There is a long-standing question in the technology industry of how long it really takes for a new technology to be adopted on a mass scale. In Geoffrey Moore’s “Crossing the Chasm”, his technology adoption life cycle highlighted the problem of getting beyond the early adopters to the mass market. So how did we establish 15 years as an adoption cycle?
In November 2013, both the BBC and the Telegraph, broke the news that “London commuters will be able to pick up their grocery shopping at London Underground stations”. Our rationale for 15 years comes from the fact that in 1999, we proposed this specific technology and its application for time-constrained commuters that used major transport networks each day. The technology solution (pictured at left) was initially developed as a postal service self-service package pickup system.
In 1999, we proposed to this technology solution to both the UK’s Network Rail and SNCF, the French rail company. Both companies have hundreds, if not thousands, of commuter stations. The solution could be used for the benefit of both the consumer and the companies deploying the solution. Busy commuters, already hassled and packed into over-crowded trains, had little time or room to carry home packages of goods they had purchased during the day. With the increase of online shopping, a self-service package pickup system at the consumer’s home rail station was proposed as an ideal way to solve the problem. The commuter was provided with a convenient locker at their home rail station for pickup of pre-ordered goods.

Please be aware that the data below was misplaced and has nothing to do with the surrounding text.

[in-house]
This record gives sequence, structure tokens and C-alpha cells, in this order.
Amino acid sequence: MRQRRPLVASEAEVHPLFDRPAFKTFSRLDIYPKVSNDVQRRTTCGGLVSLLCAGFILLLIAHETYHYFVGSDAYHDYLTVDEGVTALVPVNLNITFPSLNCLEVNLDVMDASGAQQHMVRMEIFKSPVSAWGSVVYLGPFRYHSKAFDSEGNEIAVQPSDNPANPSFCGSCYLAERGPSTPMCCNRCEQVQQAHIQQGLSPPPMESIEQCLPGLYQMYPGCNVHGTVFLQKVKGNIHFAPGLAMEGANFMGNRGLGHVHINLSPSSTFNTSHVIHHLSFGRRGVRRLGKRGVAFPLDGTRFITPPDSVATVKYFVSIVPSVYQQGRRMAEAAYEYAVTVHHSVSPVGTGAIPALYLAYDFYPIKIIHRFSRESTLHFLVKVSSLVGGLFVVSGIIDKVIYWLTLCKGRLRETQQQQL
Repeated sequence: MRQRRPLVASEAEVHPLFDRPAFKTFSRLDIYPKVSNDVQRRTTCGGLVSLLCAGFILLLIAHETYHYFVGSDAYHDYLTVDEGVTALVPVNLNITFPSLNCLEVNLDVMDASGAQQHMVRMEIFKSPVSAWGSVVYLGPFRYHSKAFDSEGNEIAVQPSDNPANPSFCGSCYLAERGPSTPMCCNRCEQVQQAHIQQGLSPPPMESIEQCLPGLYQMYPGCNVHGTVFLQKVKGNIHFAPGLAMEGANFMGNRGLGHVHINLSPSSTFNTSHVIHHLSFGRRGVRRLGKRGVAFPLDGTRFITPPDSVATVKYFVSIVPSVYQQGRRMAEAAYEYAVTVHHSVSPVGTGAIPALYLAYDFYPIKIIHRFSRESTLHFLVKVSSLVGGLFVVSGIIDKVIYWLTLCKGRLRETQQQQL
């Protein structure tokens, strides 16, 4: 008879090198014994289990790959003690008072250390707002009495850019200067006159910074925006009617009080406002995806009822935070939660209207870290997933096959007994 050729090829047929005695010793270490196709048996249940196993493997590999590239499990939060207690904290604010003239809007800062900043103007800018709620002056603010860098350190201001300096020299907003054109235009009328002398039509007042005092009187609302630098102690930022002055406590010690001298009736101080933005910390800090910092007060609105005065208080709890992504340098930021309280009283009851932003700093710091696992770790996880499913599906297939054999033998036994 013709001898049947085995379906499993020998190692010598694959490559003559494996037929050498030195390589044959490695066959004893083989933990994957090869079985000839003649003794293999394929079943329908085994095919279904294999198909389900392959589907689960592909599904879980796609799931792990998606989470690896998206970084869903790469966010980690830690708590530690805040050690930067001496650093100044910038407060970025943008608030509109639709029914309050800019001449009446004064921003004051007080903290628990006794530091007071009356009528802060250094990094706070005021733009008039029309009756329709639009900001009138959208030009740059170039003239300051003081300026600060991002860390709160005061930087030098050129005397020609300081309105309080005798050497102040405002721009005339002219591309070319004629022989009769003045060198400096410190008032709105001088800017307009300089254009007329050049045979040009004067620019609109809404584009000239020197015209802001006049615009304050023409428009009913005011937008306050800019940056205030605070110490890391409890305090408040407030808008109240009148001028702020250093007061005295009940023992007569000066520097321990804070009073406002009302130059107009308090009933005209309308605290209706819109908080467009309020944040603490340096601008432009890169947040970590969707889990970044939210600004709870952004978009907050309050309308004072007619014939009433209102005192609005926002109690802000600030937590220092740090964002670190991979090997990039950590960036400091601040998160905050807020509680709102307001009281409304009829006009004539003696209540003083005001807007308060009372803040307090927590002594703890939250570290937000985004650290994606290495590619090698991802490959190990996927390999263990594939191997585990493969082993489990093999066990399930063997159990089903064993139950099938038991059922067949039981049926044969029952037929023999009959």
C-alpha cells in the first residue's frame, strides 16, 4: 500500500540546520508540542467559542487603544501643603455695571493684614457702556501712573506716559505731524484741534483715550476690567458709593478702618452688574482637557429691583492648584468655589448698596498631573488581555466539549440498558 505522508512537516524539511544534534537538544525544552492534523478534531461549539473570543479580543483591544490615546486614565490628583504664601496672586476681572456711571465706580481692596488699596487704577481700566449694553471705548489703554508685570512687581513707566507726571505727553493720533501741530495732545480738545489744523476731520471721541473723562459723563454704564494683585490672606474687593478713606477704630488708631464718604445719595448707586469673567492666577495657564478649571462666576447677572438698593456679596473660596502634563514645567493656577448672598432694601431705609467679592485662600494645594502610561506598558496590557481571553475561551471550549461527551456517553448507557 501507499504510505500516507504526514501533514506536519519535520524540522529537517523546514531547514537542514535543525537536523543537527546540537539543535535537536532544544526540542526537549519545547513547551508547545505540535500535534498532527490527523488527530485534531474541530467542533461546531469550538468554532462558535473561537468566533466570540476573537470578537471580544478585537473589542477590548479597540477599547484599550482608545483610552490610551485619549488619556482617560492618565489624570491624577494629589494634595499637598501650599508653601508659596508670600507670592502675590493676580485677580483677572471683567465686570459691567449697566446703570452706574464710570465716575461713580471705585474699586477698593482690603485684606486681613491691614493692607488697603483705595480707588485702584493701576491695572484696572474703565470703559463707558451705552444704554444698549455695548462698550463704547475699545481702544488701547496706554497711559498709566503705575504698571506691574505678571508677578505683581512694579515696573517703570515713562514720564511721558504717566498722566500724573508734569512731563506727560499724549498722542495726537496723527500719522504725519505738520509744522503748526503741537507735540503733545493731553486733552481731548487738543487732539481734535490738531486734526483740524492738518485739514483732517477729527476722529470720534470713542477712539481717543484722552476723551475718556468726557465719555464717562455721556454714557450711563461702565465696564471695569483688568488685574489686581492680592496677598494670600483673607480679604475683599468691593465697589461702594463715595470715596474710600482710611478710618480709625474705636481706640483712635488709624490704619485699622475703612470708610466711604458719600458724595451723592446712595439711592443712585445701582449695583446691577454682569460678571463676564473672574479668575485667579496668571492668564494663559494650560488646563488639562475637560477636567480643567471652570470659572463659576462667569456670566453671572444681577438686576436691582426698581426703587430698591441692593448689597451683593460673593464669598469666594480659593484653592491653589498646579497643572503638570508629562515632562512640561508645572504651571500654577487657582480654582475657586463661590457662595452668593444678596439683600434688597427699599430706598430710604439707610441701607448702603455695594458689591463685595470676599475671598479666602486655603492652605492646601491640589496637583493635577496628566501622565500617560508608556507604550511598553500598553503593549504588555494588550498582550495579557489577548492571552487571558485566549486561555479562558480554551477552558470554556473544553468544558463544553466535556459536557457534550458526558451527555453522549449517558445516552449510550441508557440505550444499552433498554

In fact, Amazon has been deploying this type of delivery technology in various countries over the past few years. Now the Transport for London has ‘crossed the chasm’ and adopted the click-and-connect solution.
It now appears to have become a reality for rail commuters. It’s taken from 1999 – proposition to wide implementation. Hence we have the 15 year technology adoption cycle.